The World’s Broadest and Deepest Common Sense Knowledge Base
Practical, Retargetable, and Reusable Real-World Knowledge
Cyc has the world’s broadest and deepest common sense knowledge base (KB), by orders of magnitude. The KB is not a database – it consists of real world axioms that Cyc uses to reason about the world and understand your data. Cyc’s KB includes more than 10,000 predicates, millions of collections and concepts, and more than 25 million assertions. When coupled with the inference engines, Cyc can quickly prove trillions of bits of usable, real world knowledge.
While the size of the KB is impressive, Cycorp’s chief goal is quality over quantity. Knowledge is represented as generally as possible so that it can be broadly reused and efficiently reasoned with. For example, rather than express that “nurses require medical training” and “doctors require medical training” and “paramedics require medical training”, Cyc only has one assertion that all medical professionals require medical training. In terms of counting, this is just one piece of knowledge, but that knowledge can be efficiently re-targeted to prove the relevant claim for any particular type of medical professional. For another example, Cyc knows that “If a conduit is pinched, then pressure builds upstream and decreases downstream.” This fact about fluid dynamics applies to blood in veins, oil in pipes, milkshakes in drinking straws, and so on.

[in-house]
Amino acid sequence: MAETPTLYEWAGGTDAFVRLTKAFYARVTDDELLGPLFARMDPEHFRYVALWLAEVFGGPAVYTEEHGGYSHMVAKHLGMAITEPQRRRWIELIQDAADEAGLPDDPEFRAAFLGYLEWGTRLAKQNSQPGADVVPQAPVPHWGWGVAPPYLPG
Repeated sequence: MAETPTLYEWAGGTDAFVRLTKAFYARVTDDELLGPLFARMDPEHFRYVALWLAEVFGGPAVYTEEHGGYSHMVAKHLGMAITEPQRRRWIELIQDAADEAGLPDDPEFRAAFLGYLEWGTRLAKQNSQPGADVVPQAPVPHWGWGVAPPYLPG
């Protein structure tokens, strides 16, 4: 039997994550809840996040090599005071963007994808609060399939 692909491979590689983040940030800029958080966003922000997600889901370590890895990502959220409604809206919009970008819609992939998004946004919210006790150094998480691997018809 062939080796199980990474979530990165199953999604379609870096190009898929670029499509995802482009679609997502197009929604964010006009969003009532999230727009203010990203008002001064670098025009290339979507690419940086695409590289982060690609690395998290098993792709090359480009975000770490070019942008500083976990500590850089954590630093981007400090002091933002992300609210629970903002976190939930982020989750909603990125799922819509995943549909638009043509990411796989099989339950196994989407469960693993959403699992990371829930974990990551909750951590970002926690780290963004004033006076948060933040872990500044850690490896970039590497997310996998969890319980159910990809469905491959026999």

The KB is also distinguished by its expressiveness. Cyc’s knowledge is expressed in a higher-order logic. While the details of this are important and interesting to logicians, the upshot can be clearly seen in contrast with triplestores (RDF stores). Triplestores are so-called because they take three arguments: subject, object, and a relation between them. Triplestores are often represented graphically, with two nodes connected by some directed relational arrow. This is useful for saying things like the following:
Casey works as an engineer.
The triplestore can then relate the object <Casey> to the object <engineer> by the <works as a> relation. However, English sentences, and the propositions that they represent, are often much more complicated than these two-place relations can handle. Consider:
Casey believes that Lara performed the patient examination.
The latter part, “Lara performed the patient examination”, is amenable to a triplestore, but nesting that sentence inside a “Casey believes” component is very complicated to represent in such a framework. On the other hand, Cyc’s language, CycL, is expressive enough that you can say anything in CycL that you can say in English. This means that your valuable and nuanced domain knowledge will not need to be oversimplified in order for Cyc to understand it.